Skip to main content.
Advanced search >
Print

Upcoming Events

Friday, February 27, 2015

ICBS Active Learning Workshop

Workshop: ICBS Seminar | February 27 | 9 a.m.-5 p.m. | Tolman Hall, 3105 (Beach Room)


Neuroscience Institute, Helen Wills


9:00-9:15 Introduction

9:15-9:40 Todd Gureckis

9:40-10:00 Discussion

10:00-10:25 Cristine Legare

10:25-10:45 Discussion

10:45-11:05 Coffee break

11:05-11:30 Jerry Zhu

11:30-11:50 Discussion

11:50-1:00 Lunch

1:00-1:25 Ron Dahl

1:25-1:45 Discussion

1:45-2:10 Tamar Kushnir

2:10-2:30 Discussion

2:30-2:50 Coffee break

2:50-3:15 Fritz Sommer

3:15-3:35...   More >

Monday, March 2, 2015

Graduate Student Seminar

Seminar: Oxyopia Seminar | March 2 | 12-1:30 p.m. | 489 Minor Hall


Rachel Albert (O’Brein Lab); Sahar Yousef (Silver Lab)

Neuroscience Institute, Helen Wills


Rachel Albert (O’Brein Lab)

Capture-Time Perceptual Matching For More Faithful Photographs
Perceived color and lightness are ephemeral qualities dependent on many psychological factors which are difficult to measure, yet photographers often know immediately from the preview image if the captured photograph does not match their perception of the scene. However, by the time the photographer...   More >



Minimally Invasive, Wireless Neural Interfaces and Future Directions in Implantable Electronics

Seminar | March 2 | 1-2 p.m. | Soda Hall, Wozniak Lounge (430)


Rikky Muller, Cortera Neurotechnologies

Electrical Engineering and Computer Sciences (EECS)


Neural interfaces stand to revolutionize disease care for patients of neurological conditions. Electrocorticography (ECoG) is an electrophysiological technique where electrical potentials are recorded from the surface of the cerebral cortex, reducing cortical scarring. To enable chronic and stable neural recording, we have developed a miniaturized, wireless ECoG microsystem.



Talking Guinea Pigs: processing of con-specific communication calls in the cortex: Berkeley Ear Club

Colloquium | March 2 | 4-5:30 p.m. | 3105 Tolman Hall


Alan Palmer, Institute of Hearing Research, Nottingham, UK

Department of Psychology


Con-specific communication calls are vital for the survival of individuals within all species: such communication calls occur in mating and aggressive encounters and are used to signal danger. Guinea pigs are hystricomorph rodents and, like many other rodents that live in communities consisting of close-knit family groups, they produce communication calls to facilitate social interactions....   More >

Tuesday, March 3, 2015

V1 disparity tuning and the statistics of disparity in natural viewing

Seminar: Redwood Seminar | March 3 | 12-1:30 p.m. | 560 Evans Hall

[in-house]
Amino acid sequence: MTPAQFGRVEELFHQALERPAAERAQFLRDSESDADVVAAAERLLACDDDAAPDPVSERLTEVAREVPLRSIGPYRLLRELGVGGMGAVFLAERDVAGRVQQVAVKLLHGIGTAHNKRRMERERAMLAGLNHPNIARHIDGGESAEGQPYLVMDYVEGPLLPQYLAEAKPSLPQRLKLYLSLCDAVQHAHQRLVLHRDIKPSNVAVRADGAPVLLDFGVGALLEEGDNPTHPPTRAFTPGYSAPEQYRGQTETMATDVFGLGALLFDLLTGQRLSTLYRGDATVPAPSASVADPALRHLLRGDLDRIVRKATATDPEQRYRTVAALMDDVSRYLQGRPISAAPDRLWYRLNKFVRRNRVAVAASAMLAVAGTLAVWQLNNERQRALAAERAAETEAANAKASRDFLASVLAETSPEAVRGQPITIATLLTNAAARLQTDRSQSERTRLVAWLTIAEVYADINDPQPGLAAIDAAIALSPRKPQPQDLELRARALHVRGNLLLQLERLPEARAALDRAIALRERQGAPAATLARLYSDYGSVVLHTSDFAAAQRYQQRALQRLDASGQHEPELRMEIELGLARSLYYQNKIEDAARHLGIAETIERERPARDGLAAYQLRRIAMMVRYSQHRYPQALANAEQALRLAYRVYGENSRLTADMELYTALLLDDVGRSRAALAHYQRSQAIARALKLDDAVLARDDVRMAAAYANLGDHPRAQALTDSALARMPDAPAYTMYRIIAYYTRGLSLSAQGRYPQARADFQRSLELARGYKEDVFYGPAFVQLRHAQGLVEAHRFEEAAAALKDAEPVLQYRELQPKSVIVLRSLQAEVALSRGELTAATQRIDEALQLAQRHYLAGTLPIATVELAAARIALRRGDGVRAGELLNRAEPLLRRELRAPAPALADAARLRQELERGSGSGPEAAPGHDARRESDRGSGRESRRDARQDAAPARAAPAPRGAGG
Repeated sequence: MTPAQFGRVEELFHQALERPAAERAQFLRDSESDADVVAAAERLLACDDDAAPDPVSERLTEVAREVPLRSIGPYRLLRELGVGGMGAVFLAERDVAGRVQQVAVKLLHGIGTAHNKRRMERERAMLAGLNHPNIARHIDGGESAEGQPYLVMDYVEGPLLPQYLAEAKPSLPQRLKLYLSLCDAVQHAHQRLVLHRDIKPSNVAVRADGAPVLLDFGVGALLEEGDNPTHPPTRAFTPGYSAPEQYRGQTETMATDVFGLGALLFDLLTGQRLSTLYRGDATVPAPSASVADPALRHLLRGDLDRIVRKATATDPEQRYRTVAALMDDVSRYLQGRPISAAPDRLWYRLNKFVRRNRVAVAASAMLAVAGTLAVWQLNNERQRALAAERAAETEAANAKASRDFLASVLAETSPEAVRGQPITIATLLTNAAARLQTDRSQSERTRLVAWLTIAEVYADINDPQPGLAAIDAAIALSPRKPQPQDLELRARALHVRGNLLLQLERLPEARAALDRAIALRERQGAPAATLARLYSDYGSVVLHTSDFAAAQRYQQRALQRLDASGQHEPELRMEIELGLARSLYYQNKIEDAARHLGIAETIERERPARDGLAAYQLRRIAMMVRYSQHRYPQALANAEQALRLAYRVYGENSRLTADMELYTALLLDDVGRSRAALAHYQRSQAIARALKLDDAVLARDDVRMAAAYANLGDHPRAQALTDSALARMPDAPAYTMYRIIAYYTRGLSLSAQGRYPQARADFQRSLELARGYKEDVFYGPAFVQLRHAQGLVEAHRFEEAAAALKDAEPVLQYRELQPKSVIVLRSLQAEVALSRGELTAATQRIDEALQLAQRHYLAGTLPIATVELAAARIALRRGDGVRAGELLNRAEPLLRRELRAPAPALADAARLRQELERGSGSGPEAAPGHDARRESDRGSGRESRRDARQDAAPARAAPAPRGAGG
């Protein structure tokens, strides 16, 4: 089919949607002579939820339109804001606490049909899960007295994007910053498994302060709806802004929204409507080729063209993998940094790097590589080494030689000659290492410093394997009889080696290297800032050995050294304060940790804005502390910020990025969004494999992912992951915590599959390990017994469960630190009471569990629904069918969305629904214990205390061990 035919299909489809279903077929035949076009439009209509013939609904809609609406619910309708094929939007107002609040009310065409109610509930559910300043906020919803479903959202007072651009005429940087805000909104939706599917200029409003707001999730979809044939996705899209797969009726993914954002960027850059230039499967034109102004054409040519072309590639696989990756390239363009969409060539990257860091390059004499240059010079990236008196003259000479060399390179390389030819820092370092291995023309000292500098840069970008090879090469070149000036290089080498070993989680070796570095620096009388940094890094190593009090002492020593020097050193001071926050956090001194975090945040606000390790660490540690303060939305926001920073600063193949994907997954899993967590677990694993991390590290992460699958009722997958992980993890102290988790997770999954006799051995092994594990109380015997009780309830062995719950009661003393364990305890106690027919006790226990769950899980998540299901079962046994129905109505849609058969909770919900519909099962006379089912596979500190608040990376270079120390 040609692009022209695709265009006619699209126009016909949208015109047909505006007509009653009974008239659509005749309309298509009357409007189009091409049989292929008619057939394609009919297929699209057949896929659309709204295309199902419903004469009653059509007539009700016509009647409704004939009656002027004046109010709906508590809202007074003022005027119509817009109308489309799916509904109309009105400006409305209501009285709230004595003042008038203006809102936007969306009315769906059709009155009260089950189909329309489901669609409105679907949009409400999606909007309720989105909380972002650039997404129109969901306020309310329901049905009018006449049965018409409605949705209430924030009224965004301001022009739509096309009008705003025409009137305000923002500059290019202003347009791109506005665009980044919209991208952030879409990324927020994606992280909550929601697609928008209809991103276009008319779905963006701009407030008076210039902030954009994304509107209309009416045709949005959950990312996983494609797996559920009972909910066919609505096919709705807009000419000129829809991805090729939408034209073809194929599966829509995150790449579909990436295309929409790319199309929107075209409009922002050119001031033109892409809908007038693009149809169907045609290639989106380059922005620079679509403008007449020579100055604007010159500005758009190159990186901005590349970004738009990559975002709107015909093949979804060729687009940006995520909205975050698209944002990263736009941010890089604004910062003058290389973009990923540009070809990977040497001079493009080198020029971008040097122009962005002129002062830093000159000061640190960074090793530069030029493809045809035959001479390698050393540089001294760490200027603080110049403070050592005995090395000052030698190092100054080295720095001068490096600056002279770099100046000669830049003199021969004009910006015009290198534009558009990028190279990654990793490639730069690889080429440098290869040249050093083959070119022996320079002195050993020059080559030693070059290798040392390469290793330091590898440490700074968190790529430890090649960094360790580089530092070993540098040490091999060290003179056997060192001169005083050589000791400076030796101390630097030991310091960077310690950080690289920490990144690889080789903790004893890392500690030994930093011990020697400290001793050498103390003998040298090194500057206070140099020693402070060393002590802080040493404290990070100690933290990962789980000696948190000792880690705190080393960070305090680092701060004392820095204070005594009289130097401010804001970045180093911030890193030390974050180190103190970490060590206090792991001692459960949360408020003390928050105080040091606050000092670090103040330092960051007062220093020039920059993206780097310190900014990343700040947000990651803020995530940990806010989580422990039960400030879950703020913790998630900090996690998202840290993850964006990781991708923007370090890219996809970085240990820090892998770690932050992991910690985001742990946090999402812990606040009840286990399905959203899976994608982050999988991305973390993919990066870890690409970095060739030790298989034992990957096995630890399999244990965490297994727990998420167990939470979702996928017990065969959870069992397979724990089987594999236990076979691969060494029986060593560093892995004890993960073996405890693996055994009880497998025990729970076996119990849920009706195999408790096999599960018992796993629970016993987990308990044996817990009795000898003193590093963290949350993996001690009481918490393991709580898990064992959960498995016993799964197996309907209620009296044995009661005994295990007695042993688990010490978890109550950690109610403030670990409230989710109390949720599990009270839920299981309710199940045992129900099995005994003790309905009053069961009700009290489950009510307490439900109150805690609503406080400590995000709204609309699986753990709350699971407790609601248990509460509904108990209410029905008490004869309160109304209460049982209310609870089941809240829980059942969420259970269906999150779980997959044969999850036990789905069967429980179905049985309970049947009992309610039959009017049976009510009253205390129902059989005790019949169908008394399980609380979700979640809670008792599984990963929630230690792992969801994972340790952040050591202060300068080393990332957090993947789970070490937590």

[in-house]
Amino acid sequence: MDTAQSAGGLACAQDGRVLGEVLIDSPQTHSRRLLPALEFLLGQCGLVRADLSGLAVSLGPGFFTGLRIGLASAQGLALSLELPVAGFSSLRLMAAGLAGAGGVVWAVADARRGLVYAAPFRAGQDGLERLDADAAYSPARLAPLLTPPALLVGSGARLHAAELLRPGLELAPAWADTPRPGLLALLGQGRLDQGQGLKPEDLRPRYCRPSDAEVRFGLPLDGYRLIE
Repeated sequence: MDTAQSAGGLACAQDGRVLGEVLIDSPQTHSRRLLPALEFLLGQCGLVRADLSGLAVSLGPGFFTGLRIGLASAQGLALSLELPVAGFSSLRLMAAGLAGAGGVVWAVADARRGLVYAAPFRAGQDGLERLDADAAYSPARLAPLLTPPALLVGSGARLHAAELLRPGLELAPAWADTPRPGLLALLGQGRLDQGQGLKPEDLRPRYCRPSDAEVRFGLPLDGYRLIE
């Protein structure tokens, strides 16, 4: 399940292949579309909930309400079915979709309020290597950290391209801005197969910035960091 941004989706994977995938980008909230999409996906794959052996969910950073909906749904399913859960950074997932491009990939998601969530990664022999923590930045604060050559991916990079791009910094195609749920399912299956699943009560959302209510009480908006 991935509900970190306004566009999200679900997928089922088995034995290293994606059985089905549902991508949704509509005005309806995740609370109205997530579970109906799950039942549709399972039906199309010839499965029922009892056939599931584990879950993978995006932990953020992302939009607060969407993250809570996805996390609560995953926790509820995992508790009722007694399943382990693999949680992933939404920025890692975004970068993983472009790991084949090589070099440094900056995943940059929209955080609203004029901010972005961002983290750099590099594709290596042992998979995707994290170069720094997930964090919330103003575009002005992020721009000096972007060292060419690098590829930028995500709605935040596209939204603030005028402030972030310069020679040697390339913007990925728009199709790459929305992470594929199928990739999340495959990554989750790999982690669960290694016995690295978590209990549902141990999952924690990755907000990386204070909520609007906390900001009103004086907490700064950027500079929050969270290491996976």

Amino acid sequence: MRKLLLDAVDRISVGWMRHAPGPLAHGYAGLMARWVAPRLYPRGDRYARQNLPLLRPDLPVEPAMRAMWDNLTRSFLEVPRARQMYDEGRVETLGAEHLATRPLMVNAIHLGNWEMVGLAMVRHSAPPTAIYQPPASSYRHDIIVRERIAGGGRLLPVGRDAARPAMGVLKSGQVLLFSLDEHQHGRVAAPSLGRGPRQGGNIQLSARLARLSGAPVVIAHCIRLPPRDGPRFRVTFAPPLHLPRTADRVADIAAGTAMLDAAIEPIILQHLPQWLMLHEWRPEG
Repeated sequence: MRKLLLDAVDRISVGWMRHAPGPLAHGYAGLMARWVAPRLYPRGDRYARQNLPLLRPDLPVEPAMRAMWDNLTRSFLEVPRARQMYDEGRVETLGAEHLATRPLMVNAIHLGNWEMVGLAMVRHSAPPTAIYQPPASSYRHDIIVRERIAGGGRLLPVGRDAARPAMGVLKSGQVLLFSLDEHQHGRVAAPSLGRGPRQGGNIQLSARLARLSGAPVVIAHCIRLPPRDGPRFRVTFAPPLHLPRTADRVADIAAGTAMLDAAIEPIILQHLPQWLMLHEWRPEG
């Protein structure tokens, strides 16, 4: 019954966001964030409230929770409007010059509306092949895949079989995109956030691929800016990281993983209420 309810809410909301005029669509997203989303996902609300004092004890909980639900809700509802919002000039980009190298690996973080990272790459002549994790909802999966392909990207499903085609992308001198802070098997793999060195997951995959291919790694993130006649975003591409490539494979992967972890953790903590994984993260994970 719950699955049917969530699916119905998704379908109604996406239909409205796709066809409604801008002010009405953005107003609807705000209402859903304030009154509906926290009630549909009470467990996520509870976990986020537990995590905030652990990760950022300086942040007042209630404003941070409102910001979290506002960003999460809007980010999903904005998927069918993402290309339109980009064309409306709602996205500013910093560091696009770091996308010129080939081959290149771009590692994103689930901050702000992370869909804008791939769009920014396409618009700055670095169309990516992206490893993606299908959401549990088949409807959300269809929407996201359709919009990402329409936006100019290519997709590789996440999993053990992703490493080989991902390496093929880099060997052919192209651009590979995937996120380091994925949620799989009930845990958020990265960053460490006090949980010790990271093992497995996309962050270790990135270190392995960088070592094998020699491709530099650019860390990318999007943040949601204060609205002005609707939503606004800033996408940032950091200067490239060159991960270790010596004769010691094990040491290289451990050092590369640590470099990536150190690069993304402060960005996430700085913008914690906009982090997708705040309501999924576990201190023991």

Bill Sprague, UC Berkeley

Neuroscience Institute, Helen Wills


The efficient coding hypothesis broadly predicts that the tuning properties of neurons should reflect the statistics of the signal being encoded. For example, a sparse coding representation of natural images gives rise to receptive fields similar to those found in V1 (Olshausen and Field, 1996). A common corollary of this idea is that higher-level psychophysical phenomena can be explained by...   More >

Friday, March 6, 2015

Remembering Spatial Location: Extending the Category Adjustment Model to the Real World

Seminar: ICBS Seminar | March 6 | 11 a.m.-12:30 p.m. | 5101 Tolman Hall


Nora Newcombe, Temple University

Neuroscience Institute, Helen Wills


Initially, the Category Adjustment Model (CAM) of spatial location coding proposed by Huttenlocher, Hedges and Duncan (1991) was tested primarily with highly constrained stimuli, often the location of a dot in a circle. While these studies supported the idea of a Bayesian model of location coding, they did not address real-world coding. In this talk, I will present CAM, along with a recent series...   More >

Monday, March 9, 2015

Synaptic modulation of brain circuits controlling movement

Seminar | March 9 | 12-1 p.m. | 125 Li Ka Shing Center


**Nicholas Tritsch**, Harvard Medical School, Department of Neurobiology

Department of Molecular and Cell Biology



Rethinking Peripheral Auditory Responses: The Neural Fluctuations that Drive the CNS: Berkeley Ear Club

Colloquium | March 9 | 4-5:30 p.m. | 3105 Tolman Hall


Laurel Carney, Biomedical Engineering, University of Rochester

Department of Psychology


Studies of the neural coding of complex sounds tend to focus on discharge rates, phase-locking to fine-structure, and how these quantities change along the auditory pathway. However, many central neurons are strongly driven by relatively low-frequency fluctuations of their inputs. This sensitivity to fluctuations is reflected in modulation transfer functions, measured using sinusoidally modulated...   More >

Wednesday, March 11, 2015

Sampling: a probabilistic approach to cortical computation, learning, and development

Seminar: Redwood Seminar | March 11 | 12-1:30 p.m. | 560 Evans Hall


Jozsef Fiser, Central European University

Neuroscience Institute, Helen Wills


I will present a framework and a combined empirical-computational program that explores what cortical neural representation could underlie our intelligent behavior. I will start with showing how probabilistic internal representations could be implemented in the cortex in a sampling-based manner, and how this sampling-based probabilistic approach can explain a wide range of puzzling behavioral...   More >